WMFE is Central Florida's primary provider of NPR programming on 90.7 FM and Classical Music on 90.7 HD2. Part of the community since 1965, WMFE focuses on providing quality national and local news and programming. We inspire and empower all Central Floridians to discover, grow and engage within and beyond their world.
• Aside from debating life and death, the conversation around Florida’s death penalty has some racist undertones, as evidenced this week after Orange-Osceola State Attorney Aramis Ayala said a noose was mailed to her office. Ayala made the remarks during a radio interview on WHPB 98.5 The Wire, a station based in the Pine Hills area. Host Paul Porter had asked Ayala about the threats she received after announcing in March that she wouldn’t seek the death penalty for capital cases, including the case of murder suspect Markeith Loyd. Since Ayala announced her decision, she was removed from the Loyd case and 22 more first-degree murder cases by Gov. Rick Scott, who said she “won’t fight for justice.” Ayala has filed … Read More »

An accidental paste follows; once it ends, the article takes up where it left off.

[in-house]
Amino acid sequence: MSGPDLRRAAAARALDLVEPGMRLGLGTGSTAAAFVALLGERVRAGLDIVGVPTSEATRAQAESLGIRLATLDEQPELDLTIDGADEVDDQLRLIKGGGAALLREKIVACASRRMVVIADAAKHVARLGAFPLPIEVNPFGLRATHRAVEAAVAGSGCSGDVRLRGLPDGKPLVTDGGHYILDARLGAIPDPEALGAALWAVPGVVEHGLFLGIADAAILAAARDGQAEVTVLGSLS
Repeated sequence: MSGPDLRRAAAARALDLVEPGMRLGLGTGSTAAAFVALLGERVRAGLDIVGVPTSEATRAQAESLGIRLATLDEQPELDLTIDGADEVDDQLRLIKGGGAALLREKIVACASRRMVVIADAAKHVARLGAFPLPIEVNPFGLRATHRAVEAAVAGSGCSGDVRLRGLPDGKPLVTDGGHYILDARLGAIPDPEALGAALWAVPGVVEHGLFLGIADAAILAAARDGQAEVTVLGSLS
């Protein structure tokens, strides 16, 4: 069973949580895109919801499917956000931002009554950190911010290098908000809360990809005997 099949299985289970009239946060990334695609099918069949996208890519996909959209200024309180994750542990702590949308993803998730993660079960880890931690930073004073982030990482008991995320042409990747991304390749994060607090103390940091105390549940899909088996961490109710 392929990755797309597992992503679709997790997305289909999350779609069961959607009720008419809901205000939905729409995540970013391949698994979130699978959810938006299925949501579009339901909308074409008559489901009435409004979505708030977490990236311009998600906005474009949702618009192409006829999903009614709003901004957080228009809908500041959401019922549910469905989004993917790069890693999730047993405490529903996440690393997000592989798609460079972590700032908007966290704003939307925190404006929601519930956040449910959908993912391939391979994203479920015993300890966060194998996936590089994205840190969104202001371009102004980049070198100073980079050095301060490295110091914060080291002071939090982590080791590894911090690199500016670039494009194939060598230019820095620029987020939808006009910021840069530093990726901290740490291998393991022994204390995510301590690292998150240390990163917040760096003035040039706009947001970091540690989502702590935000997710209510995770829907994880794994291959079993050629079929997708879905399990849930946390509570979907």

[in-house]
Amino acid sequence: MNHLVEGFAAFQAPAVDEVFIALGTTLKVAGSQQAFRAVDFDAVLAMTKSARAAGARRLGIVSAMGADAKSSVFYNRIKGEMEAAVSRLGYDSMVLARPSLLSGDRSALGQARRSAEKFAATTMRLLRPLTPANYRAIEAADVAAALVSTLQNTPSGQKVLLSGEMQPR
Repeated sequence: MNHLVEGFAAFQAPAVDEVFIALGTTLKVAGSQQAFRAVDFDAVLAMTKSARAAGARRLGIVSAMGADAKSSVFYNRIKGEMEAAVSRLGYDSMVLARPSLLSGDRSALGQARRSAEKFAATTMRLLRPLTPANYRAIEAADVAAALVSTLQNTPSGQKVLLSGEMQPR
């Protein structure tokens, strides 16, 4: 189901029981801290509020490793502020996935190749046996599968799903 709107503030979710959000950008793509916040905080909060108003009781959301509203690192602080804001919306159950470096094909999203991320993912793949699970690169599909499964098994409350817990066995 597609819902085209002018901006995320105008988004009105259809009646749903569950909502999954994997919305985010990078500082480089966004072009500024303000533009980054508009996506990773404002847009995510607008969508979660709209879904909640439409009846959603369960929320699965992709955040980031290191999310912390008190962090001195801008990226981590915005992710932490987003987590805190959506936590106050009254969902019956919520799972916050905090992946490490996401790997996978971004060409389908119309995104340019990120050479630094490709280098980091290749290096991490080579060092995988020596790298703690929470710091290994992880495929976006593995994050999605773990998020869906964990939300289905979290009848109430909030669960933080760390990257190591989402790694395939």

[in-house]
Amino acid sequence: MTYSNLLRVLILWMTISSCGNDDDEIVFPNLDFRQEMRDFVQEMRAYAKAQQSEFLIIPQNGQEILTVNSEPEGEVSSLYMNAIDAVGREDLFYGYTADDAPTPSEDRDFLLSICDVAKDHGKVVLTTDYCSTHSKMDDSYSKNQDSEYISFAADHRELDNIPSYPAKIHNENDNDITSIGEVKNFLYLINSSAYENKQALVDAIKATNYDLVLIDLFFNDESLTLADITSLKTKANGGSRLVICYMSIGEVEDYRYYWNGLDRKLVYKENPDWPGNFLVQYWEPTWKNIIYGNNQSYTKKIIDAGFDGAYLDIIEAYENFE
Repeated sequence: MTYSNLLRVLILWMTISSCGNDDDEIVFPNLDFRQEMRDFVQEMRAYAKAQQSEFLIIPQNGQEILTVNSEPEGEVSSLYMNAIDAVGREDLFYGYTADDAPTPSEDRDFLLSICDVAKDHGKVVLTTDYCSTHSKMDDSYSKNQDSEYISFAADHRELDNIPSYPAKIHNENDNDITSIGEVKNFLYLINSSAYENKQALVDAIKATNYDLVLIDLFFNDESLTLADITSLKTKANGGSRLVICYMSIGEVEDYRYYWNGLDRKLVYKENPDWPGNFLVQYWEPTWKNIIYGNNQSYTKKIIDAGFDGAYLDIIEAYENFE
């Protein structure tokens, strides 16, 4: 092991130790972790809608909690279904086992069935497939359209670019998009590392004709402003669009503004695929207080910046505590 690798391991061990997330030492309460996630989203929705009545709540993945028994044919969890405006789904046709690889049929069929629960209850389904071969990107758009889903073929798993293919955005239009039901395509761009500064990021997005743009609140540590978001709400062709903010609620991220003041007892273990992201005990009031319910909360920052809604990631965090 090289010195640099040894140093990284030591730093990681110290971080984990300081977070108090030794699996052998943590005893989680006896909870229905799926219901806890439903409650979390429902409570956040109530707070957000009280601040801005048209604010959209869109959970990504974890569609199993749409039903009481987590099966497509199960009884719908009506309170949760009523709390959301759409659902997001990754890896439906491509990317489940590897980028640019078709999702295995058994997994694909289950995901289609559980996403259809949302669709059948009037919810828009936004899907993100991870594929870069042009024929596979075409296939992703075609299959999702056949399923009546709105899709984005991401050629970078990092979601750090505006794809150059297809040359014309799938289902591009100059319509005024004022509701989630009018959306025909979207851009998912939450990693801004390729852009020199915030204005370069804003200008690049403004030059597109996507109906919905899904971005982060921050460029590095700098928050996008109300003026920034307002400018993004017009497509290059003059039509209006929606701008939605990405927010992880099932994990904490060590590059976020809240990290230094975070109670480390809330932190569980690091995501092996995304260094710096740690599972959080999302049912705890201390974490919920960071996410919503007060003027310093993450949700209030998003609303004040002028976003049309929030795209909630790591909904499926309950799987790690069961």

• Jury selection began Monday morning in the first death penalty murder trial in Orange County since ninth circuit state attorney Aramis Ayala said she would not pursue that punishment. 29-year-old Juan Rosario faces execution for arson and first degree murder in the death of his 83-year-old neighbor Elena Ortega. Read More »
• National and state civil rights groups filed paperwork Thursday supporting Orange and Osceola state attorney Aramis Ayala’s federal lawsuit against Governor Rick Scott. In an amicus brief the eight groups said Scott overstepped his bounds by reassigning 23 of Ayala’s cases to another prosecutor. Read More »
• Herman Lindsey can tell you what it’s like to wait for a turn with death. He was put on Florida’s death row in 2007, after being convicted of the murder of a store clerk who was fatally shot during a Fort Lauderdale robbery in 1994. As he fought to prove his innocence, other men were taken into the white execution room and injected with a fatal cocktail of drugs. And then one day, Lindsey was free. After fighting his case all the way to the Florida Supreme Court, all seven justices agreed the evidence was insufficient to support his conviction, much less a death sentence. Lindsey says he felt ignored by lawmakers in his fight to abolish the death penalty … Read More »
• State Attorney Brad King says he will seek the death penalty for Markeith Loyd. King was assigned to the case by Governor Rick Scott after Orange and Osceola County prosecutor Aramis Ayala refused to seek the death penalty for Loyd or other cases in her jurisdiction. Read More »